Electronic cigarettes, known as e-cigarettes, contain cancer-causing chemicals and other toxins, including a compound used in antifreeze, the U.S. Food and Drug Administration (FDA) warns.
Touted by manufacturers as "the smoker's smart choice," e-cigarettes are clearly being marketed to young smokers and would-be smokers and are easy to buy online and in many shopping malls. The battery-operated devices use cartridges filled with nicotine (which is highly addictive), flavorings (such as chocolate, bubblegum, apple, mint, and vanilla), and other chemicals and convert them into a vapor that's inhaled by the user.
The FDA analyzed the ingredients in cartridges from two leading brands of e-cigarettes (which are made outside the United States, most often in China). The agency found diethylene glycol, a toxic chemical used in antifreeze, in one sample and carcinogens, including nitrosamines, in others.
Because they haven't been submitted to the FDA for evaluation or approval, e-cigarettes do not have to post the health warnings that nicotine replacement products or conventional cigarettes do. The FDA would like to block U.S. sales of e-cigarettes, of course, but manufacturers are arguing in court that the agency doesn't have regulatory authority over their devices. Until it does, the FDA is taking its warnings public, saying that it's not possible to know "the levels of nicotine or the amounts or kinds of other chemicals that the various brands of these products deliver to the user."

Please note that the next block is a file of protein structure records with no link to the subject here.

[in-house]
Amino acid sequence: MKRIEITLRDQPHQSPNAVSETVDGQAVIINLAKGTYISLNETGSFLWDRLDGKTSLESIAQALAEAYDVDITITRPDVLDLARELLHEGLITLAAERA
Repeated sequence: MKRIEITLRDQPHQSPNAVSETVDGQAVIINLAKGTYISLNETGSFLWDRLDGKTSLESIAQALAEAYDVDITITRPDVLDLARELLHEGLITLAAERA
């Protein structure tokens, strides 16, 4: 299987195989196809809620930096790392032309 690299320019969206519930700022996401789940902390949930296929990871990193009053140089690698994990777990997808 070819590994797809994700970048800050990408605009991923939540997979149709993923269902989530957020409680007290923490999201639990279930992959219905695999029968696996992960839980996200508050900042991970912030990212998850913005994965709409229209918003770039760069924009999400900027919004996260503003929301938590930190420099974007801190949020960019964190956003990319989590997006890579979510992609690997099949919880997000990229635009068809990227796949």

What This Means to You
In the same way that smokeless tobacco products might seem safer than regular cigarettes, e-cigarettes can appeal to young smokers as a harmless way to indulge in a vice still seen as cool by many kids and teens. But there's no such thing as a safe nicotine product.
Make sure to add e-cigarettes to the list of no-no's whenever you talk to your kids about the dangers of smoking and using tobacco products. And if your child is trying to quit, make sure he or she knows that e-cigarettes are not a safe alternative, or even a good way to step down from nicotine addiction.
Instead, urge your child to kick the habit by using these safe, reliable tactics:
- using a nicotine gum or a patch (after talking to a doctor first)
- using substitutes such as sugarless gum, hard candy, carrot sticks, mints, toothpicks, or even lollipops
- getting involved in healthier activities: lifting weights, shooting baskets, going for a swim, etc.
And remember: You're the most important role model of all for your kids. So if you smoke, it's time to quit — without a hazardous nicotine crutch like e-cigarettes.
Reviewed by: Steven Dowshen, MD
Date reviewed: July 2009